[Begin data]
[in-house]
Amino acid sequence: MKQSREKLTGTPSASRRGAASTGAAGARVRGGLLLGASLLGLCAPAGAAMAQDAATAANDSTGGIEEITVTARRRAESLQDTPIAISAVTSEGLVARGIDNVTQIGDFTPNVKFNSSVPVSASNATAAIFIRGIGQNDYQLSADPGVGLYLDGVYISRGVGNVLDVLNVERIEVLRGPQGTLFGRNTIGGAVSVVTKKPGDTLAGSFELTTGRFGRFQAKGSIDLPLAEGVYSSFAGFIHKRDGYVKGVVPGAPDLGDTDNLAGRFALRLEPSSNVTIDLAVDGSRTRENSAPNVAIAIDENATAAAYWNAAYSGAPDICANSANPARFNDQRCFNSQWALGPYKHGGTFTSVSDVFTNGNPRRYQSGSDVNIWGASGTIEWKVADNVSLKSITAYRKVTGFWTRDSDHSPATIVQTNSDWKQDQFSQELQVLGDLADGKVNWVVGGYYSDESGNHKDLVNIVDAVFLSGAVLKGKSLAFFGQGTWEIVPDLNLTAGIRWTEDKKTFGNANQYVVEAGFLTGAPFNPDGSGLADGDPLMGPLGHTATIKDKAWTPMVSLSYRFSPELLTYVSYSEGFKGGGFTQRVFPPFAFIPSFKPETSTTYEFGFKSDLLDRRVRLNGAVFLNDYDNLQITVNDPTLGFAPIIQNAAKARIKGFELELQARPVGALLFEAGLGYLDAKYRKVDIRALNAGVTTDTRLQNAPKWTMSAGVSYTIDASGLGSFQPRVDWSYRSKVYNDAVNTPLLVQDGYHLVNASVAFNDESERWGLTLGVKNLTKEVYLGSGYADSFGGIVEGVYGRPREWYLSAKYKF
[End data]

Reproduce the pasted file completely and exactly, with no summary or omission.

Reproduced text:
[in-house]
Amino acid sequence: MKQSREKLTGTPSASRRGAASTGAAGARVRGGLLLGASLLGLCAPAGAAMAQDAATAANDSTGGIEEITVTARRRAESLQDTPIAISAVTSEGLVARGIDNVTQIGDFTPNVKFNSSVPVSASNATAAIFIRGIGQNDYQLSADPGVGLYLDGVYISRGVGNVLDVLNVERIEVLRGPQGTLFGRNTIGGAVSVVTKKPGDTLAGSFELTTGRFGRFQAKGSIDLPLAEGVYSSFAGFIHKRDGYVKGVVPGAPDLGDTDNLAGRFALRLEPSSNVTIDLAVDGSRTRENSAPNVAIAIDENATAAAYWNAAYSGAPDICANSANPARFNDQRCFNSQWALGPYKHGGTFTSVSDVFTNGNPRRYQSGSDVNIWGASGTIEWKVADNVSLKSITAYRKVTGFWTRDSDHSPATIVQTNSDWKQDQFSQELQVLGDLADGKVNWVVGGYYSDESGNHKDLVNIVDAVFLSGAVLKGKSLAFFGQGTWEIVPDLNLTAGIRWTEDKKTFGNANQYVVEAGFLTGAPFNPDGSGLADGDPLMGPLGHTATIKDKAWTPMVSLSYRFSPELLTYVSYSEGFKGGGFTQRVFPPFAFIPSFKPETSTTYEFGFKSDLLDRRVRLNGAVFLNDYDNLQITVNDPTLGFAPIIQNAAKARIKGFELELQARPVGALLFEAGLGYLDAKYRKVDIRALNAGVTTDTRLQNAPKWTMSAGVSYTIDASGLGSFQPRVDWSYRSKVYNDAVNTPLLVQDGYHLVNASVAFNDESERWGLTLGVKNLTKEVYLGSGYADSFGGIVEGVYGRPREWYLSAKYKF